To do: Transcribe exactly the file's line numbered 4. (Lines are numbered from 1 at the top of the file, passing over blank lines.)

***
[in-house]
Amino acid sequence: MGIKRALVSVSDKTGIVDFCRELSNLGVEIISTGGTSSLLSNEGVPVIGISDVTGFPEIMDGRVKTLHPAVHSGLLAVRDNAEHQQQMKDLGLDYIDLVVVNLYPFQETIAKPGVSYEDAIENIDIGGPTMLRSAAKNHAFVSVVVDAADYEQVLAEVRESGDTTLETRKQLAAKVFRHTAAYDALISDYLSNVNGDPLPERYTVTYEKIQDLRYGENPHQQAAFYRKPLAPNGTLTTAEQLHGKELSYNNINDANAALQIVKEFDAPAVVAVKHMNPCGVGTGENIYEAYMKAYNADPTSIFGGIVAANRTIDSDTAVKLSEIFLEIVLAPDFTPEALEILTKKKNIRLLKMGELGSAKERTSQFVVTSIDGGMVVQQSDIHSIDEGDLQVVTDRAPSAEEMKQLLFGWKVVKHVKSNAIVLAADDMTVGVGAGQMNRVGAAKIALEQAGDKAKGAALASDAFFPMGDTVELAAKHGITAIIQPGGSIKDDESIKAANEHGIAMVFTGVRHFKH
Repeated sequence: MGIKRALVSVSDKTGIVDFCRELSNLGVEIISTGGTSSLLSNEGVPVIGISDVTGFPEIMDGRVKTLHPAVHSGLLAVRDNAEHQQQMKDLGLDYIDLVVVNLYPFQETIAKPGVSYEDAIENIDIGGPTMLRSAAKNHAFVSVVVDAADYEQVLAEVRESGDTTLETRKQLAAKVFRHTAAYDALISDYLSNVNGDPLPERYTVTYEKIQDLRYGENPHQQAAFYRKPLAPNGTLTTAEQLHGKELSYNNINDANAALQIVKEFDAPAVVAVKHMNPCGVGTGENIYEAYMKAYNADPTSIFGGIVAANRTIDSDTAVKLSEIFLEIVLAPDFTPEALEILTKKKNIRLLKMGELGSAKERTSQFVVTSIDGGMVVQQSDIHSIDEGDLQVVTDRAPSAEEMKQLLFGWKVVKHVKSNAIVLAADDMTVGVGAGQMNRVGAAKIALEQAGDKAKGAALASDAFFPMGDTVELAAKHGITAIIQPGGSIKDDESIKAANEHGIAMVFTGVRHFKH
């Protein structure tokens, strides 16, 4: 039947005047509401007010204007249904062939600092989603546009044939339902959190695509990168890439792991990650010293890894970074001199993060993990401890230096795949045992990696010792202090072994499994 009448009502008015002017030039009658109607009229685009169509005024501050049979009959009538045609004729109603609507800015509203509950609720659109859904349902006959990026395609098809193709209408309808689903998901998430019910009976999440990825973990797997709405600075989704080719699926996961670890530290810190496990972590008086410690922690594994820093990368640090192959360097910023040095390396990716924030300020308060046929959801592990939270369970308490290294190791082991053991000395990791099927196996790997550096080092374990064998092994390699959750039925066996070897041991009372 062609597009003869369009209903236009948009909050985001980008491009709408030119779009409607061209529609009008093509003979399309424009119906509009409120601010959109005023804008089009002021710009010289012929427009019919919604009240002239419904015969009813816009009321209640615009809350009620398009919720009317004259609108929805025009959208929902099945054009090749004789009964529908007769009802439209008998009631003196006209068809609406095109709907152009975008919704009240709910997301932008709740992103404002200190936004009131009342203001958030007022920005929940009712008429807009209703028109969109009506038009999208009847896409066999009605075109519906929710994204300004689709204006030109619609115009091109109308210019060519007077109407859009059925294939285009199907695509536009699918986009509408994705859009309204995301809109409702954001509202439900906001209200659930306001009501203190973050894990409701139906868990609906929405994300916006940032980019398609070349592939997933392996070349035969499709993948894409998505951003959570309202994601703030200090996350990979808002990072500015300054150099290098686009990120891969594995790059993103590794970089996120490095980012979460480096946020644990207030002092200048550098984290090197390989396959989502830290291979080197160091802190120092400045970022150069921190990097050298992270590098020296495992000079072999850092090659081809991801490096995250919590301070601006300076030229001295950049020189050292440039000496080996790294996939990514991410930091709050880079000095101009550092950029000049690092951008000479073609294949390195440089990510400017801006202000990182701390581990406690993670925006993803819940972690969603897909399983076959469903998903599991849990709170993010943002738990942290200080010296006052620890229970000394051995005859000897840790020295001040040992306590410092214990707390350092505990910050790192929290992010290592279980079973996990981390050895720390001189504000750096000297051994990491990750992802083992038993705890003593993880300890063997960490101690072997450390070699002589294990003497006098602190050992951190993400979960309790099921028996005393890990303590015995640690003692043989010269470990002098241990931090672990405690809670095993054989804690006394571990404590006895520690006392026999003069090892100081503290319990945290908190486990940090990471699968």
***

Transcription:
């Protein structure tokens, strides 16, 4: 039947005047509401007010204007249904062939600092989603546009044939339902959190695509990168890439792991990650010293890894970074001199993060993990401890230096795949045992990696010792202090072994499994 009448009502008015002017030039009658109607009229685009169509005024501050049979009959009538045609004729109603609507800015509203509950609720659109859904349902006959990026395609098809193709209408309808689903998901998430019910009976999440990825973990797997709405600075989704080719699926996961670890530290810190496990972590008086410690922690594994820093990368640090192959360097910023040095390396990716924030300020308060046929959801592990939270369970308490290294190791082991053991000395990791099927196996790997550096080092374990064998092994390699959750039925066996070897041991009372 062609597009003869369009209903236009948009909050985001980008491009709408030119779009409607061209529609009008093509003979399309424009119906509009409120601010959109005023804008089009002021710009010289012929427009019919919604009240002239419904015969009813816009009321209640615009809350009620398009919720009317004259609108929805025009959208929902099945054009090749004789009964529908007769009802439209008998009631003196006209068809609406095109709907152009975008919704009240709910997301932008709740992103404002200190936004009131009342203001958030007022920005929940009712008429807009209703028109969109009506038009999208009847896409066999009605075109519906929710994204300004689709204006030109619609115009091109109308210019060519007077109407859009059925294939285009199907695509536009699918986009509408994705859009309204995301809109409702954001509202439900906001209200659930306001009501203190973050894990409701139906868990609906929405994300916006940032980019398609070349592939997933392996070349035969499709993948894409998505951003959570309202994601703030200090996350990979808002990072500015300054150099290098686009990120891969594995790059993103590794970089996120490095980012979460480096946020644990207030002092200048550098984290090197390989396959989502830290291979080197160091802190120092400045970022150069921190990097050298992270590098020296495992000079072999850092090659081809991801490096995250919590301070601006300076030229001295950049020189050292440039000496080996790294996939990514991410930091709050880079000095101009550092950029000049690092951008000479073609294949390195440089990510400017801006202000990182701390581990406690993670925006993803819940972690969603897909399983076959469903998903599991849990709170993010943002738990942290200080010296006052620890229970000394051995005859000897840790020295001040040992306590410092214990707390350092505990910050790192929290992010290592279980079973996990981390050895720390001189504000750096000297051994990491990750992802083992038993705890003593993880300890063997960490101690072997450390070699002589294990003497006098602190050992951190993400979960309790099921028996005393890990303590015995640690003692043989010269470990002098241990931090672990405690809670095993054989804690006394571990404590006895520690006392026999003069090892100081503290319990945290908190486990940090990471699968």